My favorite story of the collection, All Hands, centers around a group of fifteen teenage girls who all at once are found to be pregnant. The how and why of these pregnancies are never fully revealed; instead, the examination of the ramifications of this mysterious dilemma is explored through dumbfounded male and cynical female points of view...
"One pregnant teenager is a broken home. Thirteen pregnant teenagers is a Category 5 hurricane barreling toward Galveston."
The teens are physically present with the adults but are spiritually and emotionally unreachable. This distance between the girls and those who worry about them, sleep with them, are responsible for them, is emphasized throughout - until the girls transform into new a form and leave the world behind...
"We don’t know the alphabets they use, but we can read a curve. We see a girl’s reflection. We tilt our faces toward their glow, warmed by their light, their meaning bubbling up from a dark sea."
It’s a strange, dark tale that ends in a welcome metaphysical release. The story reminds us of the chasm between generations, and the impossibility of one individual being able to truly help or reach another...
"Who can say how long it will be before the rest of us understand girls? Deserve them? How long until it is safe."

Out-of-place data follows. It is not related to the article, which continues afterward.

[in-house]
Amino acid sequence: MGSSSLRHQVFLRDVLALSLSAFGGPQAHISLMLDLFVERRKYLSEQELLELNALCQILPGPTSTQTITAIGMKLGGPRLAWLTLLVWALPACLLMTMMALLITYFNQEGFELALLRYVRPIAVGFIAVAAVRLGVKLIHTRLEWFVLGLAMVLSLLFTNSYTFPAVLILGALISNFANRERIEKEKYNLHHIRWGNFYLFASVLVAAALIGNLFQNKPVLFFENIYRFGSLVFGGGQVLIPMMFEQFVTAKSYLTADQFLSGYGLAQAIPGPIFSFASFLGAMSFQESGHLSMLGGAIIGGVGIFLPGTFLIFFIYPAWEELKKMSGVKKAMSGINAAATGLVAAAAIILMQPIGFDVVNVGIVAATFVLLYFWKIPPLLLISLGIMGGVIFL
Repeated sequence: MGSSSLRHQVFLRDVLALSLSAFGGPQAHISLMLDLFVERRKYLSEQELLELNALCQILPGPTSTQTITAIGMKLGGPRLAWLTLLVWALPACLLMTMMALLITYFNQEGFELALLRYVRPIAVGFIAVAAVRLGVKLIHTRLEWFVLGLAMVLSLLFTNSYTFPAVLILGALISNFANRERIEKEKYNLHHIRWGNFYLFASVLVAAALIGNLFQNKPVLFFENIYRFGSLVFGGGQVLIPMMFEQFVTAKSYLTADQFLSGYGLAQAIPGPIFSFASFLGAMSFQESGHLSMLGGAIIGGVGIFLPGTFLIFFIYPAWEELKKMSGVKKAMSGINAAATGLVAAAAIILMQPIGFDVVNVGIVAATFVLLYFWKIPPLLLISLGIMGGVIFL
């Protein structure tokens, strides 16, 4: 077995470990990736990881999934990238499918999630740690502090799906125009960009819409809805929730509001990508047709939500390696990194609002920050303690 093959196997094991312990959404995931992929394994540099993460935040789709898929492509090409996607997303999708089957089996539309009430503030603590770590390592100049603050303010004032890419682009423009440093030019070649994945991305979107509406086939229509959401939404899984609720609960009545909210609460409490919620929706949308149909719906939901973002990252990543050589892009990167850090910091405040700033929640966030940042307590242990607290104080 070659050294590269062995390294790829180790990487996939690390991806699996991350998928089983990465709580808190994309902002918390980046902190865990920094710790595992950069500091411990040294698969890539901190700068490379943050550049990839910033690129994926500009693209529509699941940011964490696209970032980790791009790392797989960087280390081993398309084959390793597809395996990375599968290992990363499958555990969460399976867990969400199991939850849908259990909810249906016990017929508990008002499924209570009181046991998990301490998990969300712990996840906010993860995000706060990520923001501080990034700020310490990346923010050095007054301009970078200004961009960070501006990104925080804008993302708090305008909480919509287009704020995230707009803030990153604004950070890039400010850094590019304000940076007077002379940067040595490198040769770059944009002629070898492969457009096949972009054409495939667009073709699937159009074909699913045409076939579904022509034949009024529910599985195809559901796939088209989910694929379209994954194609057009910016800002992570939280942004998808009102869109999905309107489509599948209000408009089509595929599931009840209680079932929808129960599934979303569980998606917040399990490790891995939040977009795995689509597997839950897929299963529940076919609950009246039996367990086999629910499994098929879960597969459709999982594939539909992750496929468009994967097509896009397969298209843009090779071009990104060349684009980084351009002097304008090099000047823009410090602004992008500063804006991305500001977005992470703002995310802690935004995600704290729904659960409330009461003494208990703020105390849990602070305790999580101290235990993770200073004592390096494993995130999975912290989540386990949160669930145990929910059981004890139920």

Other standout stories include Beast, which examines cheating and inner transformation; in this case, a physical change of the narrator from a human into a doe. In Yellow, a man and woman have a sudden illicit encounter, producing reanimated life. Cortes the Killer, about a woman returning home on thanksgiving, ends in a death, and The House Began To Pitch is a story about the unraveling of the narrator during a Floridian hurricane. Love Machine is a strange story about the two men living underneath a nuclear weapon.
Featuring throughout The Dark Dark are honest human thoughts on the entrapments of regular relationships, on the fears of meaninglessness, the emptiness of life and the inability of true communication. The powerful final story in some ways wraps up the meta-narrative, yet also deliberately leaves loose ends, with the words...
“Let’s not do this,” she says. “I don’t want to know how it ends.”
“You don’t? But we’ve come so far. It seems like we have to go through with it.”
“Can’t you already kind of guess what’s going to happen?”
“Well, I can.”
“Then go ahead, guess.”
“Well. Either good will win—”
“Or else bad will.”
“Yeah, but which one is it?”
“Good or bad?”
“I can’t quite tell yet.”
‘“Well, guess,” Norma says. “Guess.”
As I said, this story collection affected me in strange ways as I read it over the Christmas holidays. So many of Hunt’s sentences were electrifying, but the finishing of each story left me tired, brain numb, in need of a cup of tea and a lie-down; it is that kind of book. It doesn’t just speak to you, it takes from you as you read, it demands your attention, it twists your head and forces you to look and consider how much is unsaid, how much dark we can fit in darkness. Like the title itself, the collection doubles down, flips and repeats, reinforces its ideas with inky shadows. These stories feel like they could be studied, explored and picked over by college classes for years to come. It’s not just Hunt’s prose but also the power behind her thinking that leaves the scars on her readers. We all are imploding in some way or, as Alex Garland says, experiencing some form of self-annihilation; The Dark Dark forces you to see look into that destructive force. Destructive forces. That unraveling of the soul can be found and experienced in all of us.